Next week I’m sitting down with a handful of PR students from Iowa State University who are currently taking an online writing/content management class. We’re going to chat about the ways social media has changed/is changing how brands market themselves and interact with consumers, as well as blogging basics.
Another topic of discussion will be tips on landing their first jobs and how to stand out and succeed early in their careers. I’d like your help with this portion. What advice would you share with these future professionals to help them succeed in PR, Marketing, Digital strategy and so on?
Here are three of the tips I’m going to pass along. They may be a bit evergreen, but some sage advice never changes.
Hustle – That’s the way to set yourself apart early on in your career. Of course, I’m assuming you’re smart and can carry a conversation. That goes without saying.
Lots of people meet expectations. Hustle will drive you to exceed them. Make one more pitch call. Think of one new idea for your client each month. Raise your hand to join the fun when new projects come in the door. Don’t be obnoxious, of course. There’s a balance. Find it and hustle!
Networking – Networking is the one of the important ways to both land a job and succeed in this business. When I was in college, networking was limited to people you could physically meet – in college, at local PRSA meetings, at career fairs, etc.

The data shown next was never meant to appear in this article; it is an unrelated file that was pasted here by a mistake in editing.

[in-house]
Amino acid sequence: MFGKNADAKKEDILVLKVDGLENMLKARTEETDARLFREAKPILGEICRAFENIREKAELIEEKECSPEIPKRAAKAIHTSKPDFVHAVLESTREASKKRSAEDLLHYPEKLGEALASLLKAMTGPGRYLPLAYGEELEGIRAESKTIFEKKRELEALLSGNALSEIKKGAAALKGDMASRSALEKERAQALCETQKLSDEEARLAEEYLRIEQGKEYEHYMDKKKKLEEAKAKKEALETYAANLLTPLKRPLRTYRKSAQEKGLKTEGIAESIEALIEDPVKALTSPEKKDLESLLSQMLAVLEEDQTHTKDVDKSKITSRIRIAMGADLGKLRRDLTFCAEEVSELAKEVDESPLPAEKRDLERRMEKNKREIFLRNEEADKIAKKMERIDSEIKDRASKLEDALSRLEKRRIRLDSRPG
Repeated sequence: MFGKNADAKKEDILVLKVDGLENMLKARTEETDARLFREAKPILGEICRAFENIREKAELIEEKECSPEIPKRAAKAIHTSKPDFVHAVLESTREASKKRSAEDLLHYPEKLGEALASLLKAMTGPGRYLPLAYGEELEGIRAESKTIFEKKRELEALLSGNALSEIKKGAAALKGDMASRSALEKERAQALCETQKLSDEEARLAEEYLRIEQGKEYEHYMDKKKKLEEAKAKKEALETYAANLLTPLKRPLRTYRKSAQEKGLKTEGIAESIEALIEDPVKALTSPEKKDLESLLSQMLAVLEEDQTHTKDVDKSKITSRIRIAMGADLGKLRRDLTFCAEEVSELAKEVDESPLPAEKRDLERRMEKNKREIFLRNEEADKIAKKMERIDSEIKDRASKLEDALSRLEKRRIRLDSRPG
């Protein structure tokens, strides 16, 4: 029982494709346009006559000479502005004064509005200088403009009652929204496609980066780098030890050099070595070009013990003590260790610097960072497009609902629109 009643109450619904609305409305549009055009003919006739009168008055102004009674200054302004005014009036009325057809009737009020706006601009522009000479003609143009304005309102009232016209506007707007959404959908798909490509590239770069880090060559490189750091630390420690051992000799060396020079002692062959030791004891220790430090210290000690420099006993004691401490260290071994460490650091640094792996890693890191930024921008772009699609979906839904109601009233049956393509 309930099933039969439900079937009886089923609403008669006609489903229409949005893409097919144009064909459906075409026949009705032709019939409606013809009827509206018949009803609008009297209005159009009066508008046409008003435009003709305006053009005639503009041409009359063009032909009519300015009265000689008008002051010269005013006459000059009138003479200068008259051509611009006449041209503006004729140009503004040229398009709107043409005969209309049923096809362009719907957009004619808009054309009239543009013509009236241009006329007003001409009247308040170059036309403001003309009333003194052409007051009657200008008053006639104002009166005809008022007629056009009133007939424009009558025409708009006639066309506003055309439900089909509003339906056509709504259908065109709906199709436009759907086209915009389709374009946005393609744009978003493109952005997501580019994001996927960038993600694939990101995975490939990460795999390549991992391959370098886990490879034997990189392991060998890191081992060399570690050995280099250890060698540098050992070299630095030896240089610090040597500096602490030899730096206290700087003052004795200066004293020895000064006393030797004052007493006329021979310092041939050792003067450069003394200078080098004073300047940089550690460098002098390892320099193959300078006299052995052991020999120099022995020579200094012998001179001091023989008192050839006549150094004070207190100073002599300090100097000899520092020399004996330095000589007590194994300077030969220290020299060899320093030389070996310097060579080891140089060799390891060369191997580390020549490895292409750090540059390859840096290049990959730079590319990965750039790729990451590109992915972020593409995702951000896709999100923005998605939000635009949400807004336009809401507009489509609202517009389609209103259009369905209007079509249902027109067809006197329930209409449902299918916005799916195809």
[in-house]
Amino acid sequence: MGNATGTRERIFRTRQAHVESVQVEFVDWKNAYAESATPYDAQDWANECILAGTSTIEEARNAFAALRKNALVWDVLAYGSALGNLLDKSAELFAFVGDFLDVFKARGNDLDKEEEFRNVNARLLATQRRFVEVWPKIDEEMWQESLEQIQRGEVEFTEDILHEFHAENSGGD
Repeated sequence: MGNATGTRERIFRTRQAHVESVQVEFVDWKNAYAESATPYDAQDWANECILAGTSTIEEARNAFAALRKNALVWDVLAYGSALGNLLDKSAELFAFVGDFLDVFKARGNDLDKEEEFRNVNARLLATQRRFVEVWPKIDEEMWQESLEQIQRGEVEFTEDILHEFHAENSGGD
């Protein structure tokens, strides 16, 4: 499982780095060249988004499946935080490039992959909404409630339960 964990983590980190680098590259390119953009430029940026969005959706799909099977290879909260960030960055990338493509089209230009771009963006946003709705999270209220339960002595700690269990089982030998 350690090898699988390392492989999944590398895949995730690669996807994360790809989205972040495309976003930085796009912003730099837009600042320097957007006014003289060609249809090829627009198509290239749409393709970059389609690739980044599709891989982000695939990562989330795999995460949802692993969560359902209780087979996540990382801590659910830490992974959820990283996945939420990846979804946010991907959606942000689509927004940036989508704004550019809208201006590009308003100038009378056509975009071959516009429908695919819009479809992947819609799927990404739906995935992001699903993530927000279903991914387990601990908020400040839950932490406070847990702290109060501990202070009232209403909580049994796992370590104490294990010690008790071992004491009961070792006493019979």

Today, networking is on steroids. It’s never been easier to meet and develop relationships with amazing professionals from across the country – and the globe – thanks to tools like Twitter, LinkedIn and Facebook. There is no excuse not to be using them. These relationships are priceless when looking for a job. Even after you’re employed, continuing to engage with your connections gives you access to ongoing advice and points of view, which are beneficial throughout your career.
Internships – These have become a given, but I’m surprised that I still meet so many students who’ve had no internships or only one internship. Not only are internships a must, but more than one is a must. I’m not taking anything away from the classroom, but actual experience is where you really start learning the ins and outs of this business.
Actually, I think PR, advertising and digital communications are a bit like the types of careers folks had back in the colonial days – apprenticeships. A basic foundation learned in the classroom is important, but you’ve got to get your hands dirty to pick up the craft. Go get your hands dirty.
Your turn. What would you share with these bright, young minds? I’ll point them to this post and your advice while we’re chatting Tuesday.
*Image by Gusi Lu.